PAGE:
At the very start of development, Ubit head engineer Zev Blut, development manager Stephen Chasey and VP of sales Arjen van Blokland decided that they wanted the software to support every make and model of handset, at all levels of carrier and handset maker technology, ranging from WML v1.1 (the much maligned original WAP standard), through to 2.5G such as i-mode, and now full-blown 3G. The design brief was, in essence, "What the handset does not see, it should not get"--meaning that content is carefully profiled and shaped for an optimum user experience on their particular handset. For example, the system doesn't offer TrueTone ringtones to a handset that can't play them.
Although according to Ubit's own estimates there are approximately 15 other companies with viable content management software, only Ubit is present in both the Japanese and European markets. The significance of this is that because Japan is at the leading edge of cell phone content, Ubit is always able to adduce proven results in its bids to European carrier and service provider clients. Furthermore, Ubit is one of just two or three companies globally that has perfected the dynamic multi-platform presentation of user file downloads both in Japan and overseas.
The defining trait of the Japanese content market is its saturation by providers who develop their own site technologies, or who use a specialty-systems integrator to custom-build a site. While this saturation has driven down costs, Ubit's CEO, Akiho Ohnuma, feels that cost saving efforts are focused on the wrong things. "Everyone is trying to push down the hourly rate charged for local designers, coders, and content editors--but this has a direct impact on quality. And one thing that all content shops know is that customers desert a poor quality site very quickly. Instead, they should be figuring out how to automate the process so that they can use fewer designers and coders and through the savings beef up on the content."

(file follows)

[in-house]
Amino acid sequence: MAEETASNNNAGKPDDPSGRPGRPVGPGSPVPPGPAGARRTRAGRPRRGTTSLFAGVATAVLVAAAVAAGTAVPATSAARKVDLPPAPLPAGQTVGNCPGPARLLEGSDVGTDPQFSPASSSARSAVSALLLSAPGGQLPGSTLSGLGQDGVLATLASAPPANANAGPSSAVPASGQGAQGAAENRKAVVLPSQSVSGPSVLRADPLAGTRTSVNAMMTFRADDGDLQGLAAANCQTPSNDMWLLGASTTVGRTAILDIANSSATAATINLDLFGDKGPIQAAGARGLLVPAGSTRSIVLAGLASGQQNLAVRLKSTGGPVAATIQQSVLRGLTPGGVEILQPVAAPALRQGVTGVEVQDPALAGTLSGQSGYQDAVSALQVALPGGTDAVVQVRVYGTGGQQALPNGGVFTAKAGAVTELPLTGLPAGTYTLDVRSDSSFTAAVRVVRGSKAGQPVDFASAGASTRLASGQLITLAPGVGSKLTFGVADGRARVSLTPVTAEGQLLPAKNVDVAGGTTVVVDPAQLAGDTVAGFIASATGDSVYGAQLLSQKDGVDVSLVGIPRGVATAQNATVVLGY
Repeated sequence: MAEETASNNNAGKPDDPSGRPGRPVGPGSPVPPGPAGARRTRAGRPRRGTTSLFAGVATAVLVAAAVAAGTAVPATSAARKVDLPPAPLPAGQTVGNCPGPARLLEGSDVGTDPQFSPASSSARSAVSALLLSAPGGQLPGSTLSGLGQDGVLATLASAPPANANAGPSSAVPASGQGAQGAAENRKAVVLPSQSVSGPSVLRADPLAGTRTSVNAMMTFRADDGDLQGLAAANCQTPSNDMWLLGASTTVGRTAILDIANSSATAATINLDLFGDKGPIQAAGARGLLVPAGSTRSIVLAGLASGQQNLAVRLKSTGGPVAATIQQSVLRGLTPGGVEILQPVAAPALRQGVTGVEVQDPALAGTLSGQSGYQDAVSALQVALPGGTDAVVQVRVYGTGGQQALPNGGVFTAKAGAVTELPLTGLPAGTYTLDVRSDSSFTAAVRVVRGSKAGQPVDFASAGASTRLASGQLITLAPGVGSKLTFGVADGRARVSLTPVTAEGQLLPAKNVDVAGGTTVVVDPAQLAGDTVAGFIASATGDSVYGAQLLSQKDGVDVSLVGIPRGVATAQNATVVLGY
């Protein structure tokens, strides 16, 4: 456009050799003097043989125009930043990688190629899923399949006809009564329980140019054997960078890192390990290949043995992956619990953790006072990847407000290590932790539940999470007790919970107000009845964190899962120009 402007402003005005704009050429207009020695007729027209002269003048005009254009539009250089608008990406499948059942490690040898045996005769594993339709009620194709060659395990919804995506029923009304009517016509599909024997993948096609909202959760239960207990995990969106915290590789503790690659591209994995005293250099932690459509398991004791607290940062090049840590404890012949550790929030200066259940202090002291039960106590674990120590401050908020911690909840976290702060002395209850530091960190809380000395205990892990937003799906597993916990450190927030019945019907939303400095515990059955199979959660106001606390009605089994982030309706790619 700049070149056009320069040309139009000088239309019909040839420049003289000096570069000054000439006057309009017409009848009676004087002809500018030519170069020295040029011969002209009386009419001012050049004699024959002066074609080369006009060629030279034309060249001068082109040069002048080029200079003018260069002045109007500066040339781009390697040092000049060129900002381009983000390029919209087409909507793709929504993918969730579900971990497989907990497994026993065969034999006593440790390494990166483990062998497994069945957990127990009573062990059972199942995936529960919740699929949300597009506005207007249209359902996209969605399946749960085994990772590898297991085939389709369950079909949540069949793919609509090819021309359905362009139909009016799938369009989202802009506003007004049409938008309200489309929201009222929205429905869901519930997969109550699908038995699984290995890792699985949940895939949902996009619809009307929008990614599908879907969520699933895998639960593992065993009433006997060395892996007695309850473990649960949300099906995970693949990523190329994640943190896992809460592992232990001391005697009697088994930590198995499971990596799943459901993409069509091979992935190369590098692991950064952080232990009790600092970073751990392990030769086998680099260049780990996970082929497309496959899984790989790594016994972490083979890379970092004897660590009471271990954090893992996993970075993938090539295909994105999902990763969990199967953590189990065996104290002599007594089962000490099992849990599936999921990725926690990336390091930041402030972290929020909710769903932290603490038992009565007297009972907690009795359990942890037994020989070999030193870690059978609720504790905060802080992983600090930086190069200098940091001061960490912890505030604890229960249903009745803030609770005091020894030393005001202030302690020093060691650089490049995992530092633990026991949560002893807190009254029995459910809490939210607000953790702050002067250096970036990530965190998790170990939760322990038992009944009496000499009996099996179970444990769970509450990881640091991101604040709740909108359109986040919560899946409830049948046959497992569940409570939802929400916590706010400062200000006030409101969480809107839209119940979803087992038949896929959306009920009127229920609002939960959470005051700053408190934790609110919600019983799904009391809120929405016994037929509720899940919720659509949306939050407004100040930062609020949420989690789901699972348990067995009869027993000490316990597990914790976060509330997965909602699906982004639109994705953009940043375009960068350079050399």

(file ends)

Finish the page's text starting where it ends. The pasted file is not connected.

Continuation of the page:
Thus, in Japan, some of the smarter service providers have realized that more of the same will no longer work, and are hot for technological solutions that will slash their publishing and maintenance costs. A good example is For-Side.com, which went public in 2004 on the basis of its JPY5BN (US$45MM) business in ringtones and other cell phone content. This massive player now has millions of paid monthly subscribers, and is one of Ubit's largest Japanese customers. Its patronage, says Ohnuma, is proof that even without the gloss and polish of better-funded companies. Ubit has solutions that work and that the smart players want.
Superior Performance Wins Customers
MS2 is not only flexible. It is also scalable. Blut says it can support between 100 and 1,000 database sessions, or tens of thousands of users, at once, depending on the power of the hardware. He is confident that the solution is sufficiently powerful to host a football federation world cup in the future. In a way, the successful Star Wars promotion has already been a "world cup" in the movie world, and in managing that campaign the software served an estimated 20,000 to 30,000 visitors.